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Russian Navy's diesel-electric submarine Rostov-on-Don sails in the Bosphorus, on its way to the Black Sea, in Istanbul on Feb. 13.YORUK ISIK/Reuters

Turkey cannot stop Russian warships accessing the Black Sea via its straits, as Ukraine has requested, due to a clause in an international pact that allows vessels to return to their home base, the Turkish foreign minister said on Friday.

Ukraine has appealed to Turkey to block Russian warships from passing through the Dardanelles and Bosphorus straits which lead to the Black Sea, after Moscow on Thursday launched a full-blown assault on Ukraine from land, air and sea.

Russian forces landed at Ukraine’s Black and Azov Sea ports as part of the invasion.

Under the 1936 Montreux Convention, Turkey has control over the straits and can limit the passage of warships during wartime or if threatened, but the request has put the NATO member in a difficult position as it tries to manage its Western commitments and close ties with Russia.

Speaking in Kazakhstan, Foreign Minister Mevlut Cavusoglu said Turkey was studying Kyiv’s request but said Russia had the right under the Convention to return ships to their home base, in this case the Black Sea.

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So even if Turkey decided after a legal process to accept Ukraine’s request and close the straits to Russian warships, he said, they would only be prevented from travelling in the other direction, away from their home base into the Mediterranean.

“If countries involved in the war make a request to return their vessels to their bases, that needs to be allowed,” the Hurriyet daily quoted Cavusoglu as saying.

Turkey’s balancing act

Cavusoglu added that Turkish legal experts were still trying to determine whether the conflict in Ukraine could be defined as a war, which would allow the convention mandates to be invoked.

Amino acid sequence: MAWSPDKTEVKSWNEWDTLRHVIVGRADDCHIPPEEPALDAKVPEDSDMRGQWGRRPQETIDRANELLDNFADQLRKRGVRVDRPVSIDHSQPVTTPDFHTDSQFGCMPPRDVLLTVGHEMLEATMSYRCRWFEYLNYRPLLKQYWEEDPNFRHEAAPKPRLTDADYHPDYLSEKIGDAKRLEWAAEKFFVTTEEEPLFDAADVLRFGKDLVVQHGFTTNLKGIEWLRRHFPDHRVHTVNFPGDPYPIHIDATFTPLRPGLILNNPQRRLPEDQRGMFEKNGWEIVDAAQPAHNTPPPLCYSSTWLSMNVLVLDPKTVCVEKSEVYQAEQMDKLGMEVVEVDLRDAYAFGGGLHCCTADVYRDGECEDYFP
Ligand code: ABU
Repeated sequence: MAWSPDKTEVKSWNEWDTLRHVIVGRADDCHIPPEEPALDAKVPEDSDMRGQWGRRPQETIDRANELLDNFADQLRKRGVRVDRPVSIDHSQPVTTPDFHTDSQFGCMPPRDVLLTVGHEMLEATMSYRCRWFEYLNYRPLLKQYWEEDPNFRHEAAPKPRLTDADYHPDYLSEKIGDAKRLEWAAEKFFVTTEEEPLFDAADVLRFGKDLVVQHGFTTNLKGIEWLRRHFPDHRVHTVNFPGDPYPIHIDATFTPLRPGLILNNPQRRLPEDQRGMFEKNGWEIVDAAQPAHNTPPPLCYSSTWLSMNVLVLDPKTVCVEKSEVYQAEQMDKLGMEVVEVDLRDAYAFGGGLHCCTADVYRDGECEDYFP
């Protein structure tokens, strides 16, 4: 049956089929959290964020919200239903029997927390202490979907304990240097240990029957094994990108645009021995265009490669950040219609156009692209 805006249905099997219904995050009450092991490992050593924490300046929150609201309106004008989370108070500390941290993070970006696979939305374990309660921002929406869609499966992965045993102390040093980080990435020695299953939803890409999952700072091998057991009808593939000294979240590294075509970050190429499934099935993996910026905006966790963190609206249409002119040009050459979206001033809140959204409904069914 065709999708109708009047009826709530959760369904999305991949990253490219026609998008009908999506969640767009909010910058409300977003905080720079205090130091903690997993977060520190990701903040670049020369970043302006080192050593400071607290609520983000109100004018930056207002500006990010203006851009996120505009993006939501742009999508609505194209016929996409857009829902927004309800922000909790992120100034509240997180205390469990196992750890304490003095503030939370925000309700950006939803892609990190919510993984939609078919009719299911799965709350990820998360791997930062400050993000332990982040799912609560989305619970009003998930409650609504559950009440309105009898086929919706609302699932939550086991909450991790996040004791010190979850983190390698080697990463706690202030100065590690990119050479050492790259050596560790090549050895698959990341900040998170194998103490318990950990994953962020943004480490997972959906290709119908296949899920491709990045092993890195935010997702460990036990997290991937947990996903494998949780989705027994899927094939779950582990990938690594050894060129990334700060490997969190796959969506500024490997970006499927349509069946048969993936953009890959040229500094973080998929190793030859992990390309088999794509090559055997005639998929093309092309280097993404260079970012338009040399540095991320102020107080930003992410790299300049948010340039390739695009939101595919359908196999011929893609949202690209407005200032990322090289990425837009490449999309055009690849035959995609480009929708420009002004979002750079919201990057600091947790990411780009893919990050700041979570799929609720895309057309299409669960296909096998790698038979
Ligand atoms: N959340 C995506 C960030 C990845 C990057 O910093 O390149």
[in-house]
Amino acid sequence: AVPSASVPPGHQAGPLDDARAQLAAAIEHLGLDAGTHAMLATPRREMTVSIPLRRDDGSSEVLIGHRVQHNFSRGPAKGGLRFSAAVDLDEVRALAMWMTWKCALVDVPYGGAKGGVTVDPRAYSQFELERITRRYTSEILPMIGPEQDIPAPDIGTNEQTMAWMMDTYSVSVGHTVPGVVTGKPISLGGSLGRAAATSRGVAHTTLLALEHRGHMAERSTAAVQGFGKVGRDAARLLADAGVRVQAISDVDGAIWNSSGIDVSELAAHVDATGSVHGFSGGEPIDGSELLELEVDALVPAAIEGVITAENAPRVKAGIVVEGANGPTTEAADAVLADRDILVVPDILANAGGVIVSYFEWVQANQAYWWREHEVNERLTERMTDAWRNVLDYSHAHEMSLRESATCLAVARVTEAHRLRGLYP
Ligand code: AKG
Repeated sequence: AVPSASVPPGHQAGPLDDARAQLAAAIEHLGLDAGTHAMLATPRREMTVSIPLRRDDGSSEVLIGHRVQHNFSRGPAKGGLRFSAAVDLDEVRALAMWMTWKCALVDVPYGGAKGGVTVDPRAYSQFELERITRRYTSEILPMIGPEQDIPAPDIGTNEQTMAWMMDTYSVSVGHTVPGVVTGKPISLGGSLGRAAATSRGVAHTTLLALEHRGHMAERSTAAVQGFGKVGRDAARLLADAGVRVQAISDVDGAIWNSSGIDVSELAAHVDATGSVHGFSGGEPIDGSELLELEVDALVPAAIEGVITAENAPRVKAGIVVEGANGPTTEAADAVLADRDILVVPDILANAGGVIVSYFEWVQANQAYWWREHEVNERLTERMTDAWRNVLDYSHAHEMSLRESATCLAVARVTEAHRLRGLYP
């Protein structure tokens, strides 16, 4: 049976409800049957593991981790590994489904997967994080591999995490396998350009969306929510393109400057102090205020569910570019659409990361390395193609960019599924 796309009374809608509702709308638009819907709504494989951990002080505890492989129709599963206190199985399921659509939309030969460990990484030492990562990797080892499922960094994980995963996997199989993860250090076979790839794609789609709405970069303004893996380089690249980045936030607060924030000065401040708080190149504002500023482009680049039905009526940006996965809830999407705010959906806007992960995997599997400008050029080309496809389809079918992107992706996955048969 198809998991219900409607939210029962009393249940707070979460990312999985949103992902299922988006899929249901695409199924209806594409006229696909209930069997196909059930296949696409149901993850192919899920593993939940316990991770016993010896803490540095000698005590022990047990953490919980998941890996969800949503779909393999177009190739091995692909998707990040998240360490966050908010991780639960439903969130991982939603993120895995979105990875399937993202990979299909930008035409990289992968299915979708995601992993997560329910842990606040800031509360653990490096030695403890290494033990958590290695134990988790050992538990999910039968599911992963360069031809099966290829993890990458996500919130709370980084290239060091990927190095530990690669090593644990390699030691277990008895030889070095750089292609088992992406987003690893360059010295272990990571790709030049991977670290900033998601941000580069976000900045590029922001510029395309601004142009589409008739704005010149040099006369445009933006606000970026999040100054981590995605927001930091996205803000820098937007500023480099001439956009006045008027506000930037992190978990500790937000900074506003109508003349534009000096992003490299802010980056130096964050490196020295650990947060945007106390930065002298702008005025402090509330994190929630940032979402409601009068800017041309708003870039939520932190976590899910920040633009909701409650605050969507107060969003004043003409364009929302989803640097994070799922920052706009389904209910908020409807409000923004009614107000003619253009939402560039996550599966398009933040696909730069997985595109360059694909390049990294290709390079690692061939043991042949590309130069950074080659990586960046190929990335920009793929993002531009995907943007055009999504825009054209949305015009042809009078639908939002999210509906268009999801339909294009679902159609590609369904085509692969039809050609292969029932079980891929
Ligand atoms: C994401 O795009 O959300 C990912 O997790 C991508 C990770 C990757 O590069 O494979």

Ukraine’s ambassador to Turkey, Vasyl Bodnar, said on Friday Kyiv was expecting a “positive response” from Ankara to its request.

Cavusoglu also reiterated Ankara’s opposition to imposing economic sanctions against Russia, a stance that has set Turkey apart from most of its NATO allies which have already announced such measures.

President Tayyip Erdogan later said that reaction from NATO and Western countries to Russia’s assault had not been decisive, adding he hoped a virtual NATO summit on Friday would lead to a more determined approach from the alliance.

Turkey has cultivated good ties with both Russia and Ukraine. It has said the Russian attack is unacceptable and that it supports Ukraine’s territorial integrity but has avoided using words such as “invasion” to describe what is happening.

Ankara has pursued cooperation with Moscow on defence and energy but has also sold drones to Ukraine and inked a deal to co-produce more. It also opposes Russian policies in Syria and Libya, as well as its annexation of Crimea in 2014.

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